How We Got Here

Our sweet Sloane has been a miracle baby in so many ways. In spring of 2020 (before we knew just how crazy Covid-19 would become) we decided to pursue having a child through IVF.

Although the IVF process can certainly be overwhelming it truly went so smoothly for us. We started our IVF Cycle on June 14th full over nerves about the shots but so excited about the possibilities. Altogether we retrieved 18 eggs, 14 of which fertilized and 9 made it Day 5. They chose the most perfect embryo for transfer on July 2nd and comment so many times about how awesome the embryo and chances looked.

By July 6th we already had a positive test and were sure the hardest part of our journey was now over – we were so wrong.

Sloane has certainly put us through the ringer multiple times over the last 24 weeks. At our routine 10 week bloodwork appointment we found our that there was a chance I had a positive CMV infection which would cause serious birth defects. After more detailed anti-body analysis they found out it was an old infection and would cause her no harm – that was a long two weeks of waiting.

At our 13 week ultrasound we found out that this sweet embryo that we had been certain for weeks was a boy was actually a super feisty little girl. As thrilled as we were there was again more concerning news. This time that her NT measurement was on the upper limits of normal at 2.9 cm. The doctor recommended we pursue genetic testing to confirm that there were no severe chromosome abnormalities. We headed into another long, hard 2 weeks of waiting to find out what awaited our sweet girl. Luckily, nothing showed up on the genetic test and the doctor said if anything she may have a small heart defect that is normal in IVF babies. We would have a fetal echo at 24 weeks to confirm all was good. We felt we were truly in the clear of major problems and celebrated the good news.

At our 20-week scan on November 5th our world completely fell apart. Although Sloane looked great otherwise the doctor identified a large mass on her heart. At the time the doctor believed it to be in her Right Atrium and called it a rhabdomyoma which is strongly associated with a rare genetic disease called Tuberous Sclerosis. We were advised to consider terminating and set up to see pediatric cardiologist at the University of Kentucky in two weeks – another long grueling two weeks.

On November 17th we had our long-awaited appointment at UK. After the sonographer took the scan and shared the images from our fetal echo with the doctor we were taken back to a room to take to wait to speak with him. Before he had even spoken with us he had already been on the phone with the head of pediatric cardiology at Cincinnati Children’s Hospital and sent the images there. Sloane was diagnosed with a pericardial teratoma – an extremely rare tumor on the outside of her heart. Although this tumor isn’t usually cancerous it is aggressive, large, and and so rare that there just isn’t much research or other cases that the doctors can base treatment on.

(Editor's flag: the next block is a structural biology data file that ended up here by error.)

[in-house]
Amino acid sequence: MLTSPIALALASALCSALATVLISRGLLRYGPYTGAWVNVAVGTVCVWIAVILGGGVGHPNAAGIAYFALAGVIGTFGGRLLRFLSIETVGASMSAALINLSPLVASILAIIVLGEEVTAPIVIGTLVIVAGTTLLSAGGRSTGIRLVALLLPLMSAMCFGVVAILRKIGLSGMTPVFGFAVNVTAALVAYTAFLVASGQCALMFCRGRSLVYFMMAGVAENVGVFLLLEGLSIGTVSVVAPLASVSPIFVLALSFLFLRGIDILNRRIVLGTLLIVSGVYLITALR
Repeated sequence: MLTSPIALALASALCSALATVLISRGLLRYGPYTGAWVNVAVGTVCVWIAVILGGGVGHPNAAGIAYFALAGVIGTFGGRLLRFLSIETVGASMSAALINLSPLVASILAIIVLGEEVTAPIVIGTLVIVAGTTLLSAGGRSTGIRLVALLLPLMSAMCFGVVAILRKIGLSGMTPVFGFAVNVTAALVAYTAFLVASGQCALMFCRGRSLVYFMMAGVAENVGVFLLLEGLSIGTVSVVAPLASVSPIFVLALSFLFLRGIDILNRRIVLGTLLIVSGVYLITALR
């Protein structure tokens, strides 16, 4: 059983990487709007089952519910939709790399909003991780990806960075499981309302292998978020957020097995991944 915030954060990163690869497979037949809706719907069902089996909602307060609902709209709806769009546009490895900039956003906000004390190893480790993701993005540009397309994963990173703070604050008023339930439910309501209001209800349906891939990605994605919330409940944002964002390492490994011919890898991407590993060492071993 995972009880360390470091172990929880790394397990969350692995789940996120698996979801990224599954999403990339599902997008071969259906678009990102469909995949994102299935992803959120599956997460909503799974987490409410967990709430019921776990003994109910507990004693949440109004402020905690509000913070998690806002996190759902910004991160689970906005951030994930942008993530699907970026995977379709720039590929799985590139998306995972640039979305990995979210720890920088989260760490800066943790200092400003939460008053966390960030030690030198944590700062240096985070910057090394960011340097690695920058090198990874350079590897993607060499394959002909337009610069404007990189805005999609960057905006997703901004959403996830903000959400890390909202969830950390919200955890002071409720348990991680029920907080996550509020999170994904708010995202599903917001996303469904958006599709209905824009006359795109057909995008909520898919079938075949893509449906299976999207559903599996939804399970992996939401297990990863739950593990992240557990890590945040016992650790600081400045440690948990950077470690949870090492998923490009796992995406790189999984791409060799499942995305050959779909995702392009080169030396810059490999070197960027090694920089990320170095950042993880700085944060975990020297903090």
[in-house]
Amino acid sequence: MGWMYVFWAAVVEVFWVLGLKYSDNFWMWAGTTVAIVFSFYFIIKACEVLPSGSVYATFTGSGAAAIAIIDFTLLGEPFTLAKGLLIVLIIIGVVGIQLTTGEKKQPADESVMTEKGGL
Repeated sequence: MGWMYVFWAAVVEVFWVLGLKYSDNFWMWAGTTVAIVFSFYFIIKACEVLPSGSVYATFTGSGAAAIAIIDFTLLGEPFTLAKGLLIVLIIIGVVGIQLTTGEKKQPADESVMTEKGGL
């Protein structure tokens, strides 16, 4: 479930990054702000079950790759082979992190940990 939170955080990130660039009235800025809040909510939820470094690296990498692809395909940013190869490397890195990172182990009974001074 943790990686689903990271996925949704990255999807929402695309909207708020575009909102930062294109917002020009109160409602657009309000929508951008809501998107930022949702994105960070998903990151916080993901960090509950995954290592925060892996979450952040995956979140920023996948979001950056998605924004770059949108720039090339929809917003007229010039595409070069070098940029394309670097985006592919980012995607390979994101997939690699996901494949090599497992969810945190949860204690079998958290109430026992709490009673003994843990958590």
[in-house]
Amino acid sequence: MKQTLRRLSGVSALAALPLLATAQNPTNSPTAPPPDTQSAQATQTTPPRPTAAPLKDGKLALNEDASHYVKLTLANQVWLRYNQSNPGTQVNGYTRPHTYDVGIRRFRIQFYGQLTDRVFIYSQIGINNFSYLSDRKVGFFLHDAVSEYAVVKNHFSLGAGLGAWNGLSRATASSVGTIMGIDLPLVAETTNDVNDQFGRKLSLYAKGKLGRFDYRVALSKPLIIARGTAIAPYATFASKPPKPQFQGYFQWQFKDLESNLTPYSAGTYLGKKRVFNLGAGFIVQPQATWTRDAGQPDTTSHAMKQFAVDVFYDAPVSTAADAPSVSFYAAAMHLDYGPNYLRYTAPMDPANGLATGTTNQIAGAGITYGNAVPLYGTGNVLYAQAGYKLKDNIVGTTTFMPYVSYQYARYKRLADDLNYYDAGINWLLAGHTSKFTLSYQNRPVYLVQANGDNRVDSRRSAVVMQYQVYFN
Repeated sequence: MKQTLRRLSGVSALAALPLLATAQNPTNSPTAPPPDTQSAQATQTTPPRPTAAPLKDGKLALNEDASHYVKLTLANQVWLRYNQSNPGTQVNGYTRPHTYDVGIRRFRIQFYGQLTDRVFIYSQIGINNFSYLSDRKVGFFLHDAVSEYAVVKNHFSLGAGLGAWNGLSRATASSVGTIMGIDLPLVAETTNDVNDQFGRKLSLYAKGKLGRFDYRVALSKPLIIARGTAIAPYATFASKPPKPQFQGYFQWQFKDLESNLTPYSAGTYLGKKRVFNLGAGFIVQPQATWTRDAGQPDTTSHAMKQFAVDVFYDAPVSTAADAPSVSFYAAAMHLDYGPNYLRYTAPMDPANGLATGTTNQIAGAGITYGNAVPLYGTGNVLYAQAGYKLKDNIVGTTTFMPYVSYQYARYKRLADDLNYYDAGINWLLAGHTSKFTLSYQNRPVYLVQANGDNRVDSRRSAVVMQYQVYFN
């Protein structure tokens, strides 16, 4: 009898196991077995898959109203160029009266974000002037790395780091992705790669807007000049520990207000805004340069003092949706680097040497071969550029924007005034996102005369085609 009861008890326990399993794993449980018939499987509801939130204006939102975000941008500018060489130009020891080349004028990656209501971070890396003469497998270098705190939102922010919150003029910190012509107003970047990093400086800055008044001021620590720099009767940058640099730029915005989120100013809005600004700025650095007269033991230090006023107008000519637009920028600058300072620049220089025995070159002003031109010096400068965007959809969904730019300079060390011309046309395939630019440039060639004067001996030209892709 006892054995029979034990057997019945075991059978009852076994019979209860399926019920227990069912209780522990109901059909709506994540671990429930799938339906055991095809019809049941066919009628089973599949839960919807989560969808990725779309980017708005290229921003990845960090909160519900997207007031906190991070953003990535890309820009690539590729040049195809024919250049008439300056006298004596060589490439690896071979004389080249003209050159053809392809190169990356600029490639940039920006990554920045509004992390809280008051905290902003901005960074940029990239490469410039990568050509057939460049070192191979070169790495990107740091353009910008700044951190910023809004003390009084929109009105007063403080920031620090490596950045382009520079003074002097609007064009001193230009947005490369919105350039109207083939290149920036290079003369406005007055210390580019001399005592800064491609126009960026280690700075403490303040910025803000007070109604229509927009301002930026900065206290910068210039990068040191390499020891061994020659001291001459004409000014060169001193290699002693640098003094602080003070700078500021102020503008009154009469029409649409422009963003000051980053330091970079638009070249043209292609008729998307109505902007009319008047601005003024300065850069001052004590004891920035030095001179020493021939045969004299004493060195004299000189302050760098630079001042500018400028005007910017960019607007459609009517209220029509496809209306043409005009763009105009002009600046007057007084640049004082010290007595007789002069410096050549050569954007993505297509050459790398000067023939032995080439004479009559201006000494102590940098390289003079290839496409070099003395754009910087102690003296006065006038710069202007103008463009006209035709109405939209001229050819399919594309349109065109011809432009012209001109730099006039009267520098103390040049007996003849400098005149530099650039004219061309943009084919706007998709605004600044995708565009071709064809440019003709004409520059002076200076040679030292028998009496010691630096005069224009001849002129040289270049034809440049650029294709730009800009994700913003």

On November 25th we made the trip to Cincinnati Children’s Hospital to meet with a team of doctor’s to determine a treatment plan for Sloane. The team was really wonderful but it was overwhelming to say the least. The doctor’s felt that the tumor was continuing to grow but the largest issue Sloane was facing was the fluid building up around her heart called pericardial effusion. Although the fluid was to be expected due to the stress her heart is under due to the tumor the main concern was that it would begin to gather in other organs and places as well. They told us to remain hopeful that Sloane would one day come home but made sure we also knew how serious the situation was and how long this journey may be.

I am perhaps most thankful that in the course of all those meetings no one suggested we terminate or not try and save our girl. Our main goal at the end of the day was to keep Sloane in-utero and healthy as long as possible so she will be strong enough to survive the heart surgery and journey that await her at birth.

And that is where the posts on the blog pick up. We hope that you will join us in praying that God performs continued miracles in Sloane and keeps her as healthy as possible. We know God will work through Sloane and in Sloane in the weeks, months, and days ahead.

One last thing – you may wonder how we decided on the name Sloane. After our UK appointment we decided that the baby really needed a name so we could talk to her and pray over her. We knew she needed a name as strong as she is. Sloane means warrior so we settled on that. We know our girl will more than live up to that name.

Published by Brooke Powers

I am a 7th grade teacher with 9 years experience and 3 years experience implementing the Common Core. I want to help teachers new to the profession and new to the Common Core be as successful as possible while growing professionally myself!

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